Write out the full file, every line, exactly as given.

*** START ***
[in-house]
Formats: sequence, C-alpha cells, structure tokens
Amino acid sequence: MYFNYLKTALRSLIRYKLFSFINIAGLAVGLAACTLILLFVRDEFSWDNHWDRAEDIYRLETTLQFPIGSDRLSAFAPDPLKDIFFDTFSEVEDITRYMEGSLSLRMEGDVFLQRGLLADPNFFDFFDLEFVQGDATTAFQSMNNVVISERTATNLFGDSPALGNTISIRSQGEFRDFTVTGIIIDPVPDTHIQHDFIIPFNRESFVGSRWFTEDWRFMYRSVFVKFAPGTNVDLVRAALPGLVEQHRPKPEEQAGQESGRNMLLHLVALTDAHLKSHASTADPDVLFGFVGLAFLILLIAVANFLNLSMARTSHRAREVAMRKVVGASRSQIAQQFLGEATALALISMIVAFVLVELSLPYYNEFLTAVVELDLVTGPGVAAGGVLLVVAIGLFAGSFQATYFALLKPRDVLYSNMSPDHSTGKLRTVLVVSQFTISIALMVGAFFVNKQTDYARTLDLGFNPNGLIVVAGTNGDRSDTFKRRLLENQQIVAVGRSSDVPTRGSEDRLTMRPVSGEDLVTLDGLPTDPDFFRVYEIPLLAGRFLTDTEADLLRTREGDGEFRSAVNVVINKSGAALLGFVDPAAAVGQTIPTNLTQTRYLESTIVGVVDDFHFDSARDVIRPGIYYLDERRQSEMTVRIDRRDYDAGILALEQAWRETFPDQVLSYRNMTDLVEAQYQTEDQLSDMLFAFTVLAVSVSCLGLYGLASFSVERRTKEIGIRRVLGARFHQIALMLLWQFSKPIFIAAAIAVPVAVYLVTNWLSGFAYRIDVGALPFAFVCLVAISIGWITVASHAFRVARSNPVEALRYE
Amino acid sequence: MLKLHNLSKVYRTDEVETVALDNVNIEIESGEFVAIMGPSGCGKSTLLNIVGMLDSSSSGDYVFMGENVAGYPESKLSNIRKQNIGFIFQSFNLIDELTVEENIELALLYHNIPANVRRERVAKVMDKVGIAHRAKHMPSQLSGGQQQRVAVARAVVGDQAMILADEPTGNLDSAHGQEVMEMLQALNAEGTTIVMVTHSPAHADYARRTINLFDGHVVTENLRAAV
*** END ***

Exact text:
[in-house]
Formats: sequence, C-alpha cells, structure tokens
Amino acid sequence: MYFNYLKTALRSLIRYKLFSFINIAGLAVGLAACTLILLFVRDEFSWDNHWDRAEDIYRLETTLQFPIGSDRLSAFAPDPLKDIFFDTFSEVEDITRYMEGSLSLRMEGDVFLQRGLLADPNFFDFFDLEFVQGDATTAFQSMNNVVISERTATNLFGDSPALGNTISIRSQGEFRDFTVTGIIIDPVPDTHIQHDFIIPFNRESFVGSRWFTEDWRFMYRSVFVKFAPGTNVDLVRAALPGLVEQHRPKPEEQAGQESGRNMLLHLVALTDAHLKSHASTADPDVLFGFVGLAFLILLIAVANFLNLSMARTSHRAREVAMRKVVGASRSQIAQQFLGEATALALISMIVAFVLVELSLPYYNEFLTAVVELDLVTGPGVAAGGVLLVVAIGLFAGSFQATYFALLKPRDVLYSNMSPDHSTGKLRTVLVVSQFTISIALMVGAFFVNKQTDYARTLDLGFNPNGLIVVAGTNGDRSDTFKRRLLENQQIVAVGRSSDVPTRGSEDRLTMRPVSGEDLVTLDGLPTDPDFFRVYEIPLLAGRFLTDTEADLLRTREGDGEFRSAVNVVINKSGAALLGFVDPAAAVGQTIPTNLTQTRYLESTIVGVVDDFHFDSARDVIRPGIYYLDERRQSEMTVRIDRRDYDAGILALEQAWRETFPDQVLSYRNMTDLVEAQYQTEDQLSDMLFAFTVLAVSVSCLGLYGLASFSVERRTKEIGIRRVLGARFHQIALMLLWQFSKPIFIAAAIAVPVAVYLVTNWLSGFAYRIDVGALPFAFVCLVAISIGWITVASHAFRVARSNPVEALRYE
Amino acid sequence: MLKLHNLSKVYRTDEVETVALDNVNIEIESGEFVAIMGPSGCGKSTLLNIVGMLDSSSSGDYVFMGENVAGYPESKLSNIRKQNIGFIFQSFNLIDELTVEENIELALLYHNIPANVRRERVAKVMDKVGIAHRAKHMPSQLSGGQQQRVAVARAVVGDQAMILADEPTGNLDSAHGQEVMEMLQALNAEGTTIVMVTHSPAHADYARRTINLFDGHVVTENLRAAV